Gosh i am feeling virtuous after all these days out AND all this blogging. Going to blog this one quickly though as i want to do something more important afterwards – plus, with September looming, i have an unaccountable urge to orgo-plan. Haven’t felt the need to do that for ages, but think it is probably because now the business is off my hands, i’ve got time to do so 😆
So, today we trooped off to Audley End, once i’d got myself out of bed for the second time, having had an overwhelming urge for more sleep after breakfast. We drove there a slightly long way round but had a trip through several Essex villages which i’d never been to but which immediately awoke odd senses of familiarity in me, presumably because they were similar to places i used to go through as a very little girl when i lived there. It was quite an odd feeling, almost a type of deja vu and a bit uncanny. Was quite glad when our circular route (it wasn’t me driving for a change!) took us back to more familiar Herts/Cambs land. Did like it though – sure when i was little it was always late summer and sunny.
Audley End itself is clearly beautiful with loads to see and discover, but today it was in full English Heritage EVENT mode, which i have to say i think they do very well. So we stuck mostly to that side of it and resolved to go back there very soon and do all the rest.
Audley End was Station 43 during the war and trained the Polish division of the SOE (Special Operations Executive). The entire day was themed around what went on there and at similar places around the country. Thought it very funny that the SOE was also known as “Stately ‘Omes of England” due to their tendency to commandeer large country houses as training centres 😆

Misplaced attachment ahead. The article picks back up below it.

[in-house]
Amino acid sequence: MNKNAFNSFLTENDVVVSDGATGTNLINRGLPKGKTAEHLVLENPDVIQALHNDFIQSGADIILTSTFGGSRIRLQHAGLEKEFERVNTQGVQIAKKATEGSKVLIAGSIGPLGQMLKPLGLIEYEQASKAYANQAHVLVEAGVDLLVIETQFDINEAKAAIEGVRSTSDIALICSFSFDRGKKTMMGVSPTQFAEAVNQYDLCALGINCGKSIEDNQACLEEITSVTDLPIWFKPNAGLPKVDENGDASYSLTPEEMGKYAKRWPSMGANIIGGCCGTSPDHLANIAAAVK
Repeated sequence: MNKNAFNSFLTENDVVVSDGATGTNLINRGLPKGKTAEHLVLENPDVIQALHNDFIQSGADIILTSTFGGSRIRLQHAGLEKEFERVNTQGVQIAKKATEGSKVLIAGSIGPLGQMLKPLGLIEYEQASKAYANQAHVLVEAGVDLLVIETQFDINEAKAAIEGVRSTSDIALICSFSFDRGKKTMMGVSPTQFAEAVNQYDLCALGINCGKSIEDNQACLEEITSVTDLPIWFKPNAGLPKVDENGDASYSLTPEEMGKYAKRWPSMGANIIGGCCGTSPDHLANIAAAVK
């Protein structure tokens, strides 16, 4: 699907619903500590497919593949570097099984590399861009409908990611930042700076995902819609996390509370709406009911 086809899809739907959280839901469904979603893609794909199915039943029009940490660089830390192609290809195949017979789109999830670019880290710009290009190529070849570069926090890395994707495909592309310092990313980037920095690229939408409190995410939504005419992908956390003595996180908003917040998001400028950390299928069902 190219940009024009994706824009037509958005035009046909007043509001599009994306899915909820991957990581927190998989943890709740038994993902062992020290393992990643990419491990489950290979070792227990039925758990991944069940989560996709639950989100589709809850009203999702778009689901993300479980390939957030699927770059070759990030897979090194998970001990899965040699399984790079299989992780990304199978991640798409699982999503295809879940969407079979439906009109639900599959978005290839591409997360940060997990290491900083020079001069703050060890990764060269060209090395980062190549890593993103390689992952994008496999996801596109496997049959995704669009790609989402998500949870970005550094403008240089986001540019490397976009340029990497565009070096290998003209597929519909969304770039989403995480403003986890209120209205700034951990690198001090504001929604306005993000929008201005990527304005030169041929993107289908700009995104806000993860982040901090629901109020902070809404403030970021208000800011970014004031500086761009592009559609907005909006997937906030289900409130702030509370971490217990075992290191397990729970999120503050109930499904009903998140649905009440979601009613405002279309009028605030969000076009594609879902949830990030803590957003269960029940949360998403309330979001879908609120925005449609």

Now here is something i didn’t know. The Germans had a clever camouflage poncho, like the one this man is wearing
which could button up in several ways depending on what you were doing but if put together with the ponchos of 3 other soldiers, could be made into a tent. Clever.
The Americans had a similar thing (and Eastern Germany, Finland and Russia continued to use similar to the German one into the 70’s) but the American version was just 2 pieces (not sure if also a poncho) and you buttoned it with a friends to become a small tent, not unlike one of these, though i think perhaps smaller (?)
The Americans were known to complain they were far too small, so small that you couldn’t even let a ‘sleeping dog lie’ in one and so they became known as ‘pup tents’ – and still are. Fancy!
We liked, Fran was very interested and i was fairly sure i recognised quite a bit of it as coming from an excellent book that is one of my complete favourites, Light of the Moon. (I really wish Elizabeth Buchan would go back to writing historical literature – all three were wonderful and her chick lit doesn’t come close imho).
and then we watched 4 parachutes land spectacularly and then headed home.
Fab day 😉